Want to start your own photo blog? Here's how

Photo blog
Natural workflow - Blogging is an important part of putting your style out there for the world to see but needn’t be a chore. With planning, it can be seamlessly integrated into your photography schedule (Image credit: Wenbin photo/Getty Images)

A blog now seems like a standard feature of most creatives’ websites. However, back in around 2010, a blog page was seen as essential if you wanted to portray yourself as a successful photographer. In the pre-Instagram world, come rain or shine, tapping out a few hundred words after every shoot became a staple of the content creator’s day. 

Writing isn’t everybody’s favorite task, however, and for many visual artists, it soon became a chore. On top of this, many photographers began writing a blog without any real direction or purpose, choosing to do it simply because everyone else was doing one. Running a blog is no easy feat, so it is important that if you do choose to set one up it represents a profitable use of your time. 

Today, social media is all about rapid output and continuous turnover. If you’re used to running an Instagram account, the pace of maintaining a successful photo blog can take some adjustment. It’s less about the quantity of content and far more focused on quality and depth. Posts must contain a significant text component and balance the impact of the featured images.

Here, we have some advice on how often you should post, the type of content that works best for blogging and how targeting your content towards the right audience can help further your photoshoot bookings.

Make a schedule Organize your schedule to make blogging feel like part of your work. Plan which events will make good subjects and build in time to write about them (Image credit: Future)

Pick your platform

While the choice of photo-sharing social media is somewhat limited to Instagram and perhaps some of the up-and-coming players like Vero and Clickasnap, there are a plethora of blog-hosting websites. The main website builders, including Zenfolio, Wix and Squarespace, all provide blogging features. 

The advantages of hosting your blog on your main photo website are that you can more easily link to photos in your galleries and share content between pages, without leaving the site. Having a ‘Blog’ tab in the menu of your site also means visitors don’t have to navigate away from it to an external location, interrupting their browsing journey.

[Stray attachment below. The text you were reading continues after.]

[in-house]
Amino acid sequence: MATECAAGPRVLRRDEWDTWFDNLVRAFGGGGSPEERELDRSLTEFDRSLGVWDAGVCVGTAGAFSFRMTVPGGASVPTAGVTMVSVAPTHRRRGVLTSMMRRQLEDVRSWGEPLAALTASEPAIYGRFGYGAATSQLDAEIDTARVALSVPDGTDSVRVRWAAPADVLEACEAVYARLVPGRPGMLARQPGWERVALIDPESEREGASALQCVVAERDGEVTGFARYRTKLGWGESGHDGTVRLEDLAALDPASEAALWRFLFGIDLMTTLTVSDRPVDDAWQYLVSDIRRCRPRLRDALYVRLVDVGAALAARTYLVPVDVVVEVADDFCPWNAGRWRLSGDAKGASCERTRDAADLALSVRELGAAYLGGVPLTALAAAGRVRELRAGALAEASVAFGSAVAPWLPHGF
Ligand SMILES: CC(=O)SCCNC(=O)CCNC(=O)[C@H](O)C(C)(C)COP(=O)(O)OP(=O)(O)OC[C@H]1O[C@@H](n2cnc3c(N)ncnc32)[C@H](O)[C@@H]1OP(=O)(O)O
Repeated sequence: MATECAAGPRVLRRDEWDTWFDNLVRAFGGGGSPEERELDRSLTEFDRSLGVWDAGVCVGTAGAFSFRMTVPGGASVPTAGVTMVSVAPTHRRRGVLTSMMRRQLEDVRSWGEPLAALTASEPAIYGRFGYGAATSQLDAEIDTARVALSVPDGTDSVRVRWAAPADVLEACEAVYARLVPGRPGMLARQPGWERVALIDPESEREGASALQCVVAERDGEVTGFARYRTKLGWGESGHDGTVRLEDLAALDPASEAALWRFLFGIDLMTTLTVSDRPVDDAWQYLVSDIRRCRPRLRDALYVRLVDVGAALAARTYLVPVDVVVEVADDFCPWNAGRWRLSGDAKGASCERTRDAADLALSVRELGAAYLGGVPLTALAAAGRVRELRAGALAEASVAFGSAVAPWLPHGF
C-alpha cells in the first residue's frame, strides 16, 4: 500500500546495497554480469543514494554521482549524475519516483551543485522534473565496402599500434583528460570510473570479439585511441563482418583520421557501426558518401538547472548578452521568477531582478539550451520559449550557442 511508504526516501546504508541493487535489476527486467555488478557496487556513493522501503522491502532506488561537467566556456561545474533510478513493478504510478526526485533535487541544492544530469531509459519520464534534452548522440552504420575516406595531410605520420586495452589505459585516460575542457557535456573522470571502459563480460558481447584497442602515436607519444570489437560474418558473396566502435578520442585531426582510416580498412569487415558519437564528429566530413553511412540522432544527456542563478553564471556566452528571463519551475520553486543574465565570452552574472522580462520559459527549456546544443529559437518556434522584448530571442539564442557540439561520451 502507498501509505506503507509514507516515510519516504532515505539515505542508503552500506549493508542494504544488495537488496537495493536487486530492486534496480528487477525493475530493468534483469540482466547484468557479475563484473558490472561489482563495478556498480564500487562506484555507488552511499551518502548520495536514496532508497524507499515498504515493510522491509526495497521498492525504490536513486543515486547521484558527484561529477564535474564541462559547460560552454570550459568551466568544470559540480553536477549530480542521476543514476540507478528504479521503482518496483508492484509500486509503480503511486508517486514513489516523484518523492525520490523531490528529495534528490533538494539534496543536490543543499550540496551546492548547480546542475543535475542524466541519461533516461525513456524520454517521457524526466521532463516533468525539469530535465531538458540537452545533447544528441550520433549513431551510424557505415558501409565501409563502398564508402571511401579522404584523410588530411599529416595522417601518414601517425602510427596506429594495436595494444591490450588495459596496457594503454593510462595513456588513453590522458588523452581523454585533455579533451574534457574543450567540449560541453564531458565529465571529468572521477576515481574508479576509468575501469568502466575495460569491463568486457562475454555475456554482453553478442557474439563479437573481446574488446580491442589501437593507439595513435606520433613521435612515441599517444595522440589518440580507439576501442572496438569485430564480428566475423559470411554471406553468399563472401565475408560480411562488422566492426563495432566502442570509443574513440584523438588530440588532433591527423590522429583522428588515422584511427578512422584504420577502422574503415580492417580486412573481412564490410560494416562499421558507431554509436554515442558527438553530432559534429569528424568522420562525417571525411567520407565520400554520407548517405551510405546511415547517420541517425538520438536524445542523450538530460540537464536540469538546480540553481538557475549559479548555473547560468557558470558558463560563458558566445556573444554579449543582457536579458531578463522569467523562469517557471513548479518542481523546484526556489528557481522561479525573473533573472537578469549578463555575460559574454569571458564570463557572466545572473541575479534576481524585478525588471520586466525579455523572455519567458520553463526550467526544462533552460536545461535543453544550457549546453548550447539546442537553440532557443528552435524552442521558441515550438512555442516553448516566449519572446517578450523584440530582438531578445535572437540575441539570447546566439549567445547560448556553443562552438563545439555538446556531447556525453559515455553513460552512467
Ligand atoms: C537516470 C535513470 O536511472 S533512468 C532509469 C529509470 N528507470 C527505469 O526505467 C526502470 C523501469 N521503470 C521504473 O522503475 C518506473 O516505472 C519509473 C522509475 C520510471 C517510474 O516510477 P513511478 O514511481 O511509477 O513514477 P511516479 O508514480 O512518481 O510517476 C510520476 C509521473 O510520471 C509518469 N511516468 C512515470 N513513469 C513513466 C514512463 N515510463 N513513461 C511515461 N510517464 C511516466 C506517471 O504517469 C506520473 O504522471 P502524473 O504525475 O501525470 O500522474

Ultimately, you want them to spend as much time as possible on the site through which you sell or promote most of your work. Other sites such as Blogger  and WordPress  are popular choices if you don’t already have a dedicated photo website.

Tone of voice 

Much like your photographic style, the way you write will also resonate with your audience. People will return to a blog if the tone of voice is appealing to them and, importantly, is consistent. 

Make sure you start writing in a way that reflects your personality. This might seem counter-intuitive, especially if you’re a person who has strong opinions or likes joking around, as the temptation will be to present a false sense of professional formality, but whether readers are looking to do business with you or simply enjoy your content with a coffee at the weekend, they will form an impression of who you are. It’s no good pretending to be formal and quiet if this isn’t you, as it will be disorientating for anyone who might eventually meet or work with you in person.

Material that matters Keep images and content relevant to the topics you are focusing on and make sure they complement each other in your blog posts. Write about shoots that matter to you (Image credit: Alexander Spatari/Getty Images)